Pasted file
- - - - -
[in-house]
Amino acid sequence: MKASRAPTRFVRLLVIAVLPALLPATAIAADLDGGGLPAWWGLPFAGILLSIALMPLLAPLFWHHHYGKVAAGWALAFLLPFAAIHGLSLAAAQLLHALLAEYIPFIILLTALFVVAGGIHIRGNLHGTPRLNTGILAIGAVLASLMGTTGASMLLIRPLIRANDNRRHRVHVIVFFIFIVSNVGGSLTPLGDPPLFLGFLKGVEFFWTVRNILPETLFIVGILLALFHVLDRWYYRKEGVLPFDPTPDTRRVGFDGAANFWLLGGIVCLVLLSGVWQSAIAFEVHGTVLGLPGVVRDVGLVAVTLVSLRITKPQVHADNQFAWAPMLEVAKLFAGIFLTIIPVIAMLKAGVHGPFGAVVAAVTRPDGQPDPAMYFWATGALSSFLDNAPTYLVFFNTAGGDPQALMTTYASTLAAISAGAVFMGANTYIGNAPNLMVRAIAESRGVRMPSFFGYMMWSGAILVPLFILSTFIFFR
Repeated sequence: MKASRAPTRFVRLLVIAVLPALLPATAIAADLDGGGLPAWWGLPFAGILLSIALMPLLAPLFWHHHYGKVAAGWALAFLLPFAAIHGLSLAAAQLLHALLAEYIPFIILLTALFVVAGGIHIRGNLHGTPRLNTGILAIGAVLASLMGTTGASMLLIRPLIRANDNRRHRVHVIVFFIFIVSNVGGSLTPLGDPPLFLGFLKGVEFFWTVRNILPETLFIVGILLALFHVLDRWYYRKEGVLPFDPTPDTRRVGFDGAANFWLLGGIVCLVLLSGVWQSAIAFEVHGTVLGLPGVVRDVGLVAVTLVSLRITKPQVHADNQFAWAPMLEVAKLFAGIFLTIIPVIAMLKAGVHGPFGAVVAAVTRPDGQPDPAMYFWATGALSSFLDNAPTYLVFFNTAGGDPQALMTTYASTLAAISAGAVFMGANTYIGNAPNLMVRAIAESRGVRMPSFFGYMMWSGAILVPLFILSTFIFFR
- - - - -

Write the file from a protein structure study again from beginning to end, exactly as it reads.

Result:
[in-house]
Amino acid sequence: MKASRAPTRFVRLLVIAVLPALLPATAIAADLDGGGLPAWWGLPFAGILLSIALMPLLAPLFWHHHYGKVAAGWALAFLLPFAAIHGLSLAAAQLLHALLAEYIPFIILLTALFVVAGGIHIRGNLHGTPRLNTGILAIGAVLASLMGTTGASMLLIRPLIRANDNRRHRVHVIVFFIFIVSNVGGSLTPLGDPPLFLGFLKGVEFFWTVRNILPETLFIVGILLALFHVLDRWYYRKEGVLPFDPTPDTRRVGFDGAANFWLLGGIVCLVLLSGVWQSAIAFEVHGTVLGLPGVVRDVGLVAVTLVSLRITKPQVHADNQFAWAPMLEVAKLFAGIFLTIIPVIAMLKAGVHGPFGAVVAAVTRPDGQPDPAMYFWATGALSSFLDNAPTYLVFFNTAGGDPQALMTTYASTLAAISAGAVFMGANTYIGNAPNLMVRAIAESRGVRMPSFFGYMMWSGAILVPLFILSTFIFFR
Repeated sequence: MKASRAPTRFVRLLVIAVLPALLPATAIAADLDGGGLPAWWGLPFAGILLSIALMPLLAPLFWHHHYGKVAAGWALAFLLPFAAIHGLSLAAAQLLHALLAEYIPFIILLTALFVVAGGIHIRGNLHGTPRLNTGILAIGAVLASLMGTTGASMLLIRPLIRANDNRRHRVHVIVFFIFIVSNVGGSLTPLGDPPLFLGFLKGVEFFWTVRNILPETLFIVGILLALFHVLDRWYYRKEGVLPFDPTPDTRRVGFDGAANFWLLGGIVCLVLLSGVWQSAIAFEVHGTVLGLPGVVRDVGLVAVTLVSLRITKPQVHADNQFAWAPMLEVAKLFAGIFLTIIPVIAMLKAGVHGPFGAVVAAVTRPDGQPDPAMYFWATGALSSFLDNAPTYLVFFNTAGGDPQALMTTYASTLAAISAGAVFMGANTYIGNAPNLMVRAIAESRGVRMPSFFGYMMWSGAILVPLFILSTFIFFR